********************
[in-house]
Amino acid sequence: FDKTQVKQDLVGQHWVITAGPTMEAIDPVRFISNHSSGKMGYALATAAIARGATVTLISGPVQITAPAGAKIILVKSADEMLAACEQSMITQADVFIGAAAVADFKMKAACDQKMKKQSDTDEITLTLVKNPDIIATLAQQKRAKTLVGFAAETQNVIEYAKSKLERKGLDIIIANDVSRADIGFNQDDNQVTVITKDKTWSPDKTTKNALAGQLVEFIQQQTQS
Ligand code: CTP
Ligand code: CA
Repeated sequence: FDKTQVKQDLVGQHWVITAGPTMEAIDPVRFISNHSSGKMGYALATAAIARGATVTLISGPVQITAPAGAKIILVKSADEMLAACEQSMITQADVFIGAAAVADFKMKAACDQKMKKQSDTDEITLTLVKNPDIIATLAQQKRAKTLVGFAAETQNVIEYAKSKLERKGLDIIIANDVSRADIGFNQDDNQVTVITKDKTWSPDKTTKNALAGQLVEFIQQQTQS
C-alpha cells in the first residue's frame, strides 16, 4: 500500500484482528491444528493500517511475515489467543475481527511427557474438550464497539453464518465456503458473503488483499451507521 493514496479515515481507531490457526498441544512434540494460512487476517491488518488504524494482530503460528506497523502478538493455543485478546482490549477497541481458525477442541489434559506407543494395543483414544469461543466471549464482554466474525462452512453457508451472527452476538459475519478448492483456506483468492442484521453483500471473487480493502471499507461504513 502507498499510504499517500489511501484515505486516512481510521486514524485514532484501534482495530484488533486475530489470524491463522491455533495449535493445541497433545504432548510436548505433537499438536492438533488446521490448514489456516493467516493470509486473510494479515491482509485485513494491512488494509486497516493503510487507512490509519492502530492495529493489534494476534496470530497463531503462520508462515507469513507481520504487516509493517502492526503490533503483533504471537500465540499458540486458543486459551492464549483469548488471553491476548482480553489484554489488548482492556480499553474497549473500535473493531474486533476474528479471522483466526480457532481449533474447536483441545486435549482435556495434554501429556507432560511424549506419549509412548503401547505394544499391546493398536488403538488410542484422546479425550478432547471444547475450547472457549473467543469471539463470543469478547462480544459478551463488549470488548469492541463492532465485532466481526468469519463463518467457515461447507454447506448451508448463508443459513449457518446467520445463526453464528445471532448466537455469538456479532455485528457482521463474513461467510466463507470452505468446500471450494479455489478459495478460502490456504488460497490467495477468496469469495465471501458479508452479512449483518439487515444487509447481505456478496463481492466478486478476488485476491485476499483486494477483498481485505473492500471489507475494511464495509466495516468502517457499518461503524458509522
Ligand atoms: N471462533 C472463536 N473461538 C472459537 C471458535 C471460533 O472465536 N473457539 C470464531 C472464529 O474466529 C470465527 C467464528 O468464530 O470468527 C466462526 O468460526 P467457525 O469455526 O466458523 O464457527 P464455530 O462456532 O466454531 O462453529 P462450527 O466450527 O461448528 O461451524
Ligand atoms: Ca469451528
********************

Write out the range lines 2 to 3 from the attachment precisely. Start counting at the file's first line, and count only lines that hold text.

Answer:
Amino acid sequence: FDKTQVKQDLVGQHWVITAGPTMEAIDPVRFISNHSSGKMGYALATAAIARGATVTLISGPVQITAPAGAKIILVKSADEMLAACEQSMITQADVFIGAAAVADFKMKAACDQKMKKQSDTDEITLTLVKNPDIIATLAQQKRAKTLVGFAAETQNVIEYAKSKLERKGLDIIIANDVSRADIGFNQDDNQVTVITKDKTWSPDKTTKNALAGQLVEFIQQQTQS
Ligand code: CTP